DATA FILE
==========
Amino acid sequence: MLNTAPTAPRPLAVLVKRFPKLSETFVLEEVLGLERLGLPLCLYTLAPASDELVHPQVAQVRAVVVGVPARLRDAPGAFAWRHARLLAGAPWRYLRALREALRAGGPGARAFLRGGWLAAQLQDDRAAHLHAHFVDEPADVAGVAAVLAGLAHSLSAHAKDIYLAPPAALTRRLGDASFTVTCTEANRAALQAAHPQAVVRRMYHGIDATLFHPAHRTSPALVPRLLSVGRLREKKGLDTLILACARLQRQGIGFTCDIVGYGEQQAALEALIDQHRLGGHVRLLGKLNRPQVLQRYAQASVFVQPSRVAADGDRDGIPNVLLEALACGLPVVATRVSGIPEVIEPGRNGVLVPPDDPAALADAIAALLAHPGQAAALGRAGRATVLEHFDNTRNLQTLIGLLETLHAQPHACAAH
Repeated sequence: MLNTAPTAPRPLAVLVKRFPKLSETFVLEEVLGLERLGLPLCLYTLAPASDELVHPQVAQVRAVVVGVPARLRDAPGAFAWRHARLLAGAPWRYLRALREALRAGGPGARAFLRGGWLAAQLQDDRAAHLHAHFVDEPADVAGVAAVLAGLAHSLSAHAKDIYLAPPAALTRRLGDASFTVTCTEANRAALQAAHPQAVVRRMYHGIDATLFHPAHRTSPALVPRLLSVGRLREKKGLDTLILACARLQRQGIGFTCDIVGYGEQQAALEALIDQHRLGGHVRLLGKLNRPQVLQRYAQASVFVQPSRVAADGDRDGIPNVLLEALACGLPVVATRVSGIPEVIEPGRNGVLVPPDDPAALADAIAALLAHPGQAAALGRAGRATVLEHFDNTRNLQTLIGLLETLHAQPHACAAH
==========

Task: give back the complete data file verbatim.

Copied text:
Amino acid sequence: MLNTAPTAPRPLAVLVKRFPKLSETFVLEEVLGLERLGLPLCLYTLAPASDELVHPQVAQVRAVVVGVPARLRDAPGAFAWRHARLLAGAPWRYLRALREALRAGGPGARAFLRGGWLAAQLQDDRAAHLHAHFVDEPADVAGVAAVLAGLAHSLSAHAKDIYLAPPAALTRRLGDASFTVTCTEANRAALQAAHPQAVVRRMYHGIDATLFHPAHRTSPALVPRLLSVGRLREKKGLDTLILACARLQRQGIGFTCDIVGYGEQQAALEALIDQHRLGGHVRLLGKLNRPQVLQRYAQASVFVQPSRVAADGDRDGIPNVLLEALACGLPVVATRVSGIPEVIEPGRNGVLVPPDDPAALADAIAALLAHPGQAAALGRAGRATVLEHFDNTRNLQTLIGLLETLHAQPHACAAH
Repeated sequence: MLNTAPTAPRPLAVLVKRFPKLSETFVLEEVLGLERLGLPLCLYTLAPASDELVHPQVAQVRAVVVGVPARLRDAPGAFAWRHARLLAGAPWRYLRALREALRAGGPGARAFLRGGWLAAQLQDDRAAHLHAHFVDEPADVAGVAAVLAGLAHSLSAHAKDIYLAPPAALTRRLGDASFTVTCTEANRAALQAAHPQAVVRRMYHGIDATLFHPAHRTSPALVPRLLSVGRLREKKGLDTLILACARLQRQGIGFTCDIVGYGEQQAALEALIDQHRLGGHVRLLGKLNRPQVLQRYAQASVFVQPSRVAADGDRDGIPNVLLEALACGLPVVATRVSGIPEVIEPGRNGVLVPPDDPAALADAIAALLAHPGQAAALGRAGRATVLEHFDNTRNLQTLIGLLETLHAQPHACAAH